Savantic uses deep learning technologies and image analysis within such diverse fields as getting vehicles to discover obstacles and to find signs of lung cancer in X-ray images. We always work together with our clients' domain experts, because we know that they are the ones who best know their own data. This way we can make data collection and modelling more efficient.
When Miroslav Valan, developer at Savantic, used our technologies for image analysis in his research, presented in his PhD thesis Automated Taxonomic Identification of Insects with Expert-Level Accuracy Using Effective Feature Transfer from Convolutional Networks, it revolutionised insect classification methods, which traditionally is done manually by humans.
We use the same technologies for image and data analysis in projects for the industrial sector, for sensor-equipped vehicles and in medical devices to build AI-based solutions which help create new opportunities and more value for our customers.
Image analysis is a powerful tool for digitalising industrial processes like:
Many processes involve manual steps, where humans check products for defects. Some of the challenges of this type of manual work is that it is expensive, that it becomes a bottleneck in manufacturing speed and that it may lead to defects not being detected.
Humans become tired and quality checks are rarely an exciting work task. By using artificial intelligence or traditional image analysis this production step can be automated.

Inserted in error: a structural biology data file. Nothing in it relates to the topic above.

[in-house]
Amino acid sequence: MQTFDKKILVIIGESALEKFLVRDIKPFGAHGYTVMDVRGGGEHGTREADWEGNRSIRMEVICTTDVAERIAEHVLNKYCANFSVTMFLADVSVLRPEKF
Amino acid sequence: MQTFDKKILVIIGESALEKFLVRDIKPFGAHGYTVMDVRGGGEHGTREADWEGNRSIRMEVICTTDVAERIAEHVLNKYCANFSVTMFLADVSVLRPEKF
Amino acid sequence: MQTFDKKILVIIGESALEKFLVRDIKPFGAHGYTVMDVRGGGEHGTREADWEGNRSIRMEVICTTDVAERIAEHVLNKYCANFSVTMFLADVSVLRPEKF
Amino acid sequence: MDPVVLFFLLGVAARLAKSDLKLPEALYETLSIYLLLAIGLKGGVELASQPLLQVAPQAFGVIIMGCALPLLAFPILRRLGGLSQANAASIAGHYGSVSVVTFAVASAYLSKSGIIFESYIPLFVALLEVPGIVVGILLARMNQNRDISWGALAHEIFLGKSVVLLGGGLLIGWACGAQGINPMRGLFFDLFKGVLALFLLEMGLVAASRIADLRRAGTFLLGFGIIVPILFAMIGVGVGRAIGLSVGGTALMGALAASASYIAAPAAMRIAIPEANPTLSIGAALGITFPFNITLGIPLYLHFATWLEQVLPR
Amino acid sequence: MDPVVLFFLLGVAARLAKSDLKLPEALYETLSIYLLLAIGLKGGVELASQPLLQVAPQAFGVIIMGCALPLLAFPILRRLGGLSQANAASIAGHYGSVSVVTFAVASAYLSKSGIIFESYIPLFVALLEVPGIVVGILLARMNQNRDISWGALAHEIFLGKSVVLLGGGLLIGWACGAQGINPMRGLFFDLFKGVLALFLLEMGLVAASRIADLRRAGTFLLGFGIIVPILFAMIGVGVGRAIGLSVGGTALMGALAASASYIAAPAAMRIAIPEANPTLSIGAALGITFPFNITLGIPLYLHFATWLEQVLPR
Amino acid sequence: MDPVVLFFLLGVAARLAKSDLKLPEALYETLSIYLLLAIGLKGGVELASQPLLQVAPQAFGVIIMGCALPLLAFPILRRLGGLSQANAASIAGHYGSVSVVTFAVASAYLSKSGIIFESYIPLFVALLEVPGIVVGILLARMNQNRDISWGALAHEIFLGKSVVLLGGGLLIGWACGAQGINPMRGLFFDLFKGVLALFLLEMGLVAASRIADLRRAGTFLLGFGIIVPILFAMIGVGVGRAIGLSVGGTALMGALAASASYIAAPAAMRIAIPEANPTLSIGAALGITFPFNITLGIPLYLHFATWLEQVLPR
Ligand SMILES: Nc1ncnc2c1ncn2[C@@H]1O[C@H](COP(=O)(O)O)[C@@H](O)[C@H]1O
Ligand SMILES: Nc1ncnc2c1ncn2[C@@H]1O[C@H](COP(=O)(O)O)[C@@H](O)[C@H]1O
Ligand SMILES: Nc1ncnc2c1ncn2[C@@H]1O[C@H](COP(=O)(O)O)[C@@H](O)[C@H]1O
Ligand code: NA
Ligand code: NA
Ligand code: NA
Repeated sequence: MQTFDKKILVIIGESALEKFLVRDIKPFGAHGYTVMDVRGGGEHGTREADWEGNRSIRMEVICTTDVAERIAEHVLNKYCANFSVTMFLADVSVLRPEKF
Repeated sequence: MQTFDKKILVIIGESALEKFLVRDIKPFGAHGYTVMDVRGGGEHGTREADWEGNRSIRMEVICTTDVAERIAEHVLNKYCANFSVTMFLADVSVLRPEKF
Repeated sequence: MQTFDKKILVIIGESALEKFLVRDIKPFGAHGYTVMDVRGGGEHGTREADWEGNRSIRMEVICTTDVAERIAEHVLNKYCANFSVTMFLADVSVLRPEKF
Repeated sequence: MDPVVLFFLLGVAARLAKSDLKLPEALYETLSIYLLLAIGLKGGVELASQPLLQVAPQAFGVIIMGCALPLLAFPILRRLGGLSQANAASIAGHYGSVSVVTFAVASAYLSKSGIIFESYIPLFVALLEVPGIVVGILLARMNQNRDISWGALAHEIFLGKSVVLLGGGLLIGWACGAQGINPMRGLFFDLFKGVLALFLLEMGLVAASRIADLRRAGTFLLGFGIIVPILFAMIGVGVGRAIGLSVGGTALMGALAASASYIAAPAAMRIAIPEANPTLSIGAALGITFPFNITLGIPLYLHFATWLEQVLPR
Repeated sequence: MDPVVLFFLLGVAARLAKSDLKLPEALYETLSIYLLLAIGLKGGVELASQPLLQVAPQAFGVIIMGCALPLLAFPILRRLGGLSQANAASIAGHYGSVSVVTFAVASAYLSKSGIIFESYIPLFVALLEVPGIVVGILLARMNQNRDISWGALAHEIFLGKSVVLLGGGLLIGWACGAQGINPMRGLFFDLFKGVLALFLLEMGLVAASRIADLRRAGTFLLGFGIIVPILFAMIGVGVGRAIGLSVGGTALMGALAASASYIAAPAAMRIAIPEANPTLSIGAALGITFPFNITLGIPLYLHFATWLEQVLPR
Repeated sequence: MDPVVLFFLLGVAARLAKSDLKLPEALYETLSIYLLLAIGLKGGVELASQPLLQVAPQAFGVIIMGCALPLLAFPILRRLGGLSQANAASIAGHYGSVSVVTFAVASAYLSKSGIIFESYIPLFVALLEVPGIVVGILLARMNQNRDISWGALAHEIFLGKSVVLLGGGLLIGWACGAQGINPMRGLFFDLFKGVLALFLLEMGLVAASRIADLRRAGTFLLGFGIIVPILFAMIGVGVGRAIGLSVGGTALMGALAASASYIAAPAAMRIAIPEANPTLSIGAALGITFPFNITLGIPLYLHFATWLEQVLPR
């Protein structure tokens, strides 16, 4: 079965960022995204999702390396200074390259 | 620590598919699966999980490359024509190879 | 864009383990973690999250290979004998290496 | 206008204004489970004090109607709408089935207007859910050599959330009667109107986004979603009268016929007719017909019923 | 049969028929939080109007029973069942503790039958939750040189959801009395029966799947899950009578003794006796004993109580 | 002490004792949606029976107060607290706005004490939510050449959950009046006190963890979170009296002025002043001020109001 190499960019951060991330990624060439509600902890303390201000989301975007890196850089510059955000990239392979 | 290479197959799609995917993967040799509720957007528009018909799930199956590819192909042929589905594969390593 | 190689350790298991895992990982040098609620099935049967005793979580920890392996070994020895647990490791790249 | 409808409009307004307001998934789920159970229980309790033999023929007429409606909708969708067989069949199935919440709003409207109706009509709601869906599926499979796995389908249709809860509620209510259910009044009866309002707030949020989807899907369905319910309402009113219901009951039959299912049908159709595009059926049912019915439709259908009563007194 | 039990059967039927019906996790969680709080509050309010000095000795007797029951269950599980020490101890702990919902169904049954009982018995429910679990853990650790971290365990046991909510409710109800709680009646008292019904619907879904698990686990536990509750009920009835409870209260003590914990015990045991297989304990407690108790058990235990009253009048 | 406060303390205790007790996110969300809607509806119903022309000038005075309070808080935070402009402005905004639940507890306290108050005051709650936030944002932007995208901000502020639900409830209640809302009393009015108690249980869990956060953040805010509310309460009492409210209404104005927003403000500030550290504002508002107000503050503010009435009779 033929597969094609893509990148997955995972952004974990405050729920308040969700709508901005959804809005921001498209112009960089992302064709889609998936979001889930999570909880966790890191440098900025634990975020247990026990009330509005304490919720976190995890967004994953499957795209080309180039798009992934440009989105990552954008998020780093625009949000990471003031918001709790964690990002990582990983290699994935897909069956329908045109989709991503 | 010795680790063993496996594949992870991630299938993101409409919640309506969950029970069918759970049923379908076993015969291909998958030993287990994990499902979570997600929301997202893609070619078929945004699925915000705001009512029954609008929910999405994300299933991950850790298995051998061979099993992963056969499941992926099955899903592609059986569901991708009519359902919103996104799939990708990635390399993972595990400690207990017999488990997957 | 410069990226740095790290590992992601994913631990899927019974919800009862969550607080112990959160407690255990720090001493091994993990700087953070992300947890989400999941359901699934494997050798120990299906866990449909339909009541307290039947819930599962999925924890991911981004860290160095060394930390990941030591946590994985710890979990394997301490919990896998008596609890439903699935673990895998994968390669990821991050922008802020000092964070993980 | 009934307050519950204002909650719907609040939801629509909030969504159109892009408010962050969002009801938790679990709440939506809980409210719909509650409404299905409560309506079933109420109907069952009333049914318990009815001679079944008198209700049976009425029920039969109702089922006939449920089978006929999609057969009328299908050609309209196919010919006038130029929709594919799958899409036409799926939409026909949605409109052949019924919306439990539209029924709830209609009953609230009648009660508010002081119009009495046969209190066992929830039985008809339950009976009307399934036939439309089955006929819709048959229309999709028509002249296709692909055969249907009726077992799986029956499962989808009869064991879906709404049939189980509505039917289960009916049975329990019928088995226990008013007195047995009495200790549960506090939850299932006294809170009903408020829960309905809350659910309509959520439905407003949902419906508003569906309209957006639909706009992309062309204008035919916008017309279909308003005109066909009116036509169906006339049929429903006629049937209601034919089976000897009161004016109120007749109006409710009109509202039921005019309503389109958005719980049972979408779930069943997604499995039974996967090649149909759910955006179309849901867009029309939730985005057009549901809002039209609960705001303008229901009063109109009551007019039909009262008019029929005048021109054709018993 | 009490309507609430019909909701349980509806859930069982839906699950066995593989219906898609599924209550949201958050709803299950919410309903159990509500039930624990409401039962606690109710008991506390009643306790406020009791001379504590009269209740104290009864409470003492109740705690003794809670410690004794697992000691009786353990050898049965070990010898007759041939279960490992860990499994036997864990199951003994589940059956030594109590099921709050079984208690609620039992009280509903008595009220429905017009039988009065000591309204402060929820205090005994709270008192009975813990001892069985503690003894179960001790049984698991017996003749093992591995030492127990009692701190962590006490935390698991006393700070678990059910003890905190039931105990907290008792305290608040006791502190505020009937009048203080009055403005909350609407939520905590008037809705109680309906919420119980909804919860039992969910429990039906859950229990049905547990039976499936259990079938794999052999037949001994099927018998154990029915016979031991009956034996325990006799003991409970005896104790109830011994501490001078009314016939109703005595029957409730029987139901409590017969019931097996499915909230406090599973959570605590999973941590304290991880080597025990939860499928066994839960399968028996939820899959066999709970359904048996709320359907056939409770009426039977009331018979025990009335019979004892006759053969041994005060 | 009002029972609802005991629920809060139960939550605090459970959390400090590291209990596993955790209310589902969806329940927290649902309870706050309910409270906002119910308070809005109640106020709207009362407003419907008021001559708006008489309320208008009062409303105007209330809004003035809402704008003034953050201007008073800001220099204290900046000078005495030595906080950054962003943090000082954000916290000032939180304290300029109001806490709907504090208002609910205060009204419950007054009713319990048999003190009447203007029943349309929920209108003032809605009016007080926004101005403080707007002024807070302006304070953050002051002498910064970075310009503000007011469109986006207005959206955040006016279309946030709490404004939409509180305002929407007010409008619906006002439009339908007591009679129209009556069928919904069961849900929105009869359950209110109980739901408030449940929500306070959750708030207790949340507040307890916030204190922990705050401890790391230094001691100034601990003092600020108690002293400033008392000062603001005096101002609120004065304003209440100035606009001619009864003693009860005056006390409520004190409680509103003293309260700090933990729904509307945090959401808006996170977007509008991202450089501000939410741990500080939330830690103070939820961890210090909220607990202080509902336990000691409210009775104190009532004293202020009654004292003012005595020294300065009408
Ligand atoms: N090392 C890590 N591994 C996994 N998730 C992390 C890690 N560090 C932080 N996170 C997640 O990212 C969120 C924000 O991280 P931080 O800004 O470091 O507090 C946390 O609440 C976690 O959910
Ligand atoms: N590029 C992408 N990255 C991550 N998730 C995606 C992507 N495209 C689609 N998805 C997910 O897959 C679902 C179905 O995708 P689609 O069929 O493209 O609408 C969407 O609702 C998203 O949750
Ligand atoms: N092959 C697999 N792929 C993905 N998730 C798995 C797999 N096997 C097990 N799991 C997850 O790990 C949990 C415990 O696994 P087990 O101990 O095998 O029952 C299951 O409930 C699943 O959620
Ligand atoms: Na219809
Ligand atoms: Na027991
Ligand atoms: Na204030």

Tracking and tracing
In order to guarantee quality in manufacturing, it is important to be able to track a product throughout the manufacturing chain. In some cases this can be done using QR codes or bar codes. In other cases those technologies are not a feasible solution. In such cases, using a tracking camera through each step of the process may be a better choice. If a defect is detected, the product can be traced throughout the manufacturing chain, which makes it easier to make improvements to the processes, resulting in higher quality products.
Having a digital copy of a machine or a process step is a big advantage. It makes it possible to quickly assess the entire manufacturing process and to simplify follow-ups by recording all the steps that a product goes through, making testing and simulating process changes easier. Such a copy of a real-world object or process is called a digital twin.
One challenge that we have often seen is that many processes use machines which are not digital, or machines which output poor quality data. By attaching a camera that monitors the machine and then analyse its images, we have been able to create a digital twin without having to replace the machine.
The automotive industry is preparing for a revolution brought about by self-driving vehicles. Succeeding in this new automotive landscape requires advanced image analysis techniques, but this is not the only application possible. Here are some automotive projects we have been involved in: